Curious Objects: This Chair Is Made of America

Editorial Staff Curious Objects

Memorial chair by Henry Sheldon (1821–1907), 1884. Henry Sheldon Museum of Vermont History, Middlebury, Vermont; photograph by Brett Simison.
Henry Luther Sheldon in a photograph of c. 1888. Henry Sheldon Museum of Vermont History, Middlebury, Vermont.

Ben speaks with Ellery Foutch, assistant professor of American studies at Middlebury College, about a “relic Windsor chair” assembled by Henry Sheldon (founder of the Middlebury museum named in his honor) in 1884. This unique piece of furniture was built with fragments of wood salvaged from structures with local or national significance—such as the warship Old Ironsides, the William Penn House in Philadelphia, and a colonial whipping post. (Look here for a full list of the chair’s components.) And thanks to Foutch’s and her student’s efforts, the nineteenth-century chair now has a twentieth-century twin.

Ellery Foutch is an assistant professor in the American Studies department at Middlebury College, Vermont, where she teaches classes on the art and material culture of the United States. She completed her BA at Wellesley College and an MA at the Williams College Graduate Program in the History of Art. After earning her PhD in the History of Art from the University of Pennsylvania, she held postdoctoral teaching fellowships at the University of Wisconsin-Madison and The Courtauld Institute of Art (London). She is currently at work on a book that investigates fascinations with perfection and its preservation in art and natural history museums of the nineteenth century.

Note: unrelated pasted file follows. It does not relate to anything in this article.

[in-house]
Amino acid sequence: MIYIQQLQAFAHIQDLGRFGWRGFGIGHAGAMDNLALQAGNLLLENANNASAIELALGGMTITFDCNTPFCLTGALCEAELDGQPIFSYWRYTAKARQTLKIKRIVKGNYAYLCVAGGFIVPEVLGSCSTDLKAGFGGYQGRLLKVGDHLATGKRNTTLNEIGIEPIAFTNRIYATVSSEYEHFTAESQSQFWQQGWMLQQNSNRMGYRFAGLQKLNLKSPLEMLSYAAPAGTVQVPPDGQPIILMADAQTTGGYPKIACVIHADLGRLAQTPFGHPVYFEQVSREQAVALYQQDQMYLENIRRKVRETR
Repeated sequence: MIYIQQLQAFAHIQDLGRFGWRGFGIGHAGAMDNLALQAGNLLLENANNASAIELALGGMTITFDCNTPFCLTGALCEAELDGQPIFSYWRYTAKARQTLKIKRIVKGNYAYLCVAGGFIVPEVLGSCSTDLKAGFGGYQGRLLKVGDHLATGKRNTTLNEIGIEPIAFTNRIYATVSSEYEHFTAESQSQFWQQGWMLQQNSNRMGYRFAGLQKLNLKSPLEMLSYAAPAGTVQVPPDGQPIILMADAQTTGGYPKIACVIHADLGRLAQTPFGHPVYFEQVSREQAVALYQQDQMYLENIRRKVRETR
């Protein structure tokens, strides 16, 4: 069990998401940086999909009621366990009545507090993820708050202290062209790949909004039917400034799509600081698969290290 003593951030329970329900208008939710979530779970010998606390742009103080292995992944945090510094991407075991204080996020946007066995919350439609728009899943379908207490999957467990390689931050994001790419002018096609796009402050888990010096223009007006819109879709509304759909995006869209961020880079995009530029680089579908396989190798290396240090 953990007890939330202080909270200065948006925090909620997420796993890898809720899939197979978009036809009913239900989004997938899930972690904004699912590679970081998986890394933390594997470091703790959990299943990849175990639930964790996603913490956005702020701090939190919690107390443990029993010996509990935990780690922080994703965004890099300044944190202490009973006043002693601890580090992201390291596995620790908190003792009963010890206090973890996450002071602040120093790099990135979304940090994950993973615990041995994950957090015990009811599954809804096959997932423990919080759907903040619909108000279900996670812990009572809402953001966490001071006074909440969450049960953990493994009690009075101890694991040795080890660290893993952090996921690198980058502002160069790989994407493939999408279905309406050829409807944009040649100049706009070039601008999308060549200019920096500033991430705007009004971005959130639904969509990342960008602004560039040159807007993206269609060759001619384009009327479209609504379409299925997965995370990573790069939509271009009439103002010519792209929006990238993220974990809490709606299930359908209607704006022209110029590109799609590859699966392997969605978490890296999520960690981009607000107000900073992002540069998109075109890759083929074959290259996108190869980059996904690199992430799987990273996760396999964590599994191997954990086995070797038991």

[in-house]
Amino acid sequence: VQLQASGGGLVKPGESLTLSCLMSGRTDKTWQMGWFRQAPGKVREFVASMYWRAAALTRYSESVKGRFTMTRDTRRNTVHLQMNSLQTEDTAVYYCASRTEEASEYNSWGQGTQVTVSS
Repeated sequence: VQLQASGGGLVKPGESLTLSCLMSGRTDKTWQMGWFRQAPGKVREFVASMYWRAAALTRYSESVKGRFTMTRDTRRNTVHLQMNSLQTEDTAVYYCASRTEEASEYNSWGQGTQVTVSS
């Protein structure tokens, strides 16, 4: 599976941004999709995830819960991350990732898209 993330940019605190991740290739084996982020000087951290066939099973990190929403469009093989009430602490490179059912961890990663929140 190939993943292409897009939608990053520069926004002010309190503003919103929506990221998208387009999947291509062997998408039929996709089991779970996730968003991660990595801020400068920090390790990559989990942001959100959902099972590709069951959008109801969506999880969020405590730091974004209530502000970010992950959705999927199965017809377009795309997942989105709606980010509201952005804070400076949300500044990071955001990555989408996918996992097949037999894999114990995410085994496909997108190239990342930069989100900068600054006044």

Image: Ellery Foutch with the relic chair reconstructed by her students to incorporate meaningful objects from Vermont history and their own lives: copper sheathing from the Vermont State House, a spindle from Robert Frost’s Ripton, Vermont, farm, and handlebars from a Middlebury bike shop, and much more. Photograph by Colin Boyd, courtesy of Ellery Foutch.